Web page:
God's Better Place

It is better to go to the house of mourning than to go to the house of feasting, for this is the end of all mankind, and the living will lay it to heart.
— Ecclesiastes 7:2 ESV

This afternoon Shannan and I are going to that “better” place.

Don’t confuse the “better” place with my “happy” place (any car show), or “favorite” place (our home) or “usual” place (Tom Sawyer’s Country Restaurant, our Monday morning breakfast stop).

Okay, but why is the Friday afternoon memorial better than the Saturday night party?

The Preacher of Ecclesiastes supplies just one reason:

For this is the end of all mankind.

The house of mourning is a necessary reminder life is short. For a few minutes we forget titles and bank accounts and social standing. Pauper and potentate sit together. We are all passengers on the same bus. We will all exit sometime.

The memorial is like a big bump in the road. It jars us out of our distracted thoughts and preoccupations. It’s people, not stuff, that counts. Accomplishments and status give way to friendships. Hugs are more intense. Tears more easily flow. Life matters!

Today, I am going to the house of mourning to remember Mrs Billie Underwood, a dear friend and modern-day Hebrews 11 traveler. Billie went to her better place last Saturday.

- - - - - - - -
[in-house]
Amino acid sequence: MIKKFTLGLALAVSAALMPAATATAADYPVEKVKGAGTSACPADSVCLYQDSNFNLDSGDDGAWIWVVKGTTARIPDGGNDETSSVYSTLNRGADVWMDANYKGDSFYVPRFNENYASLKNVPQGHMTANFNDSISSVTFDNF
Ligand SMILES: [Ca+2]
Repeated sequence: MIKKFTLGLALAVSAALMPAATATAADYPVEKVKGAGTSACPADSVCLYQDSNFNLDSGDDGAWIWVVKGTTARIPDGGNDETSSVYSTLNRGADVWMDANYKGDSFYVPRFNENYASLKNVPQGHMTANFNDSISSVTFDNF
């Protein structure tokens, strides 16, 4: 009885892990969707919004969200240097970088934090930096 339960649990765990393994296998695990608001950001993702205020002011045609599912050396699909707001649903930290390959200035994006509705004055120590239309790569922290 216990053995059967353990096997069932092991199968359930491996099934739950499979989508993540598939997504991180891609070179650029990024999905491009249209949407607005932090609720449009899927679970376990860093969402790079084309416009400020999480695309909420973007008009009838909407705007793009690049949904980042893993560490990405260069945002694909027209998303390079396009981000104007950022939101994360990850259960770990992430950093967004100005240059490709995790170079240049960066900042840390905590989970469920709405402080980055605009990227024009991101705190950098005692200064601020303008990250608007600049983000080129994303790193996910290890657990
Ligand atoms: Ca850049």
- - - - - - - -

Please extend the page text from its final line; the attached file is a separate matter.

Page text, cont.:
I’ve known this woman for more than fifty years. Her kids were my friends. She was Mrs. Underwood then. And while the way I addressed her changed over the years, she never changed.

Well, let me revise that. She did change. Dementia sneaked up on her. At first, it just pick-pocketed memories. Then it slipped blinders over her eyes. Finally, it robbed her of reality.

But before Dementia stole into her life — she was the same the person — in all the right ways — from the first time I met her until the last.

When I think of Mrs. Billie Underwood I think about a youth camp I attended with her kids, Raymond, Lynn, and Jeff. Bear with me because my memory might be slipping — this was more than forty years ago.

For years we all attended First Baptist Church, Lake Park, and for years we all went to summer youth camp. One of those camps was Lake George. The camp holds memories for me of games, singing, prayer and pranks, but especially of an artesian well.

The camp owners had sunk what was to me a massive pipe deep down that well and the water just gushed out of it.

Day or night, rain or shine, the water flowed.

  • It didn’t matter how I felt, the water flowed.

  • It didn’t matter how many people were present, the water flowed.

  • It didn’t matter if people were watching, the water flowed.

Billie was like that artesian well. Joy flowed from her life.
  • It didn’t seem to matter how she felt, the joy flowed.

  • It didn’t seem to matter how many people were present, the joy flowed.

  • It didn’t seem to matter if people were watching, the joy flowed.

Billie’s joy was expressed in a ready smile, an easy laugh, and a carefree trust in God; that God really was in charge, really cared for her, and really cared for you too.

I don’t know the underground source of the artesian well near Lake George, but I do know the Source of Billie’s joy. Trace the tributaries and they lead back to God himself.

Nehemiah spoke of God’s joy, a joy that strengthens, encourages, and helps one persevere and love:

And do not be grieved, for the joy of the Lord is your strength.
— Nehemiah 8:10 ESV

That was Billie’s joy; strong, refreshing, life-giving.

Today, I’ll go to that better place. I will celebrate her life, remember her joy, and give thanks to our Savior who supplies it.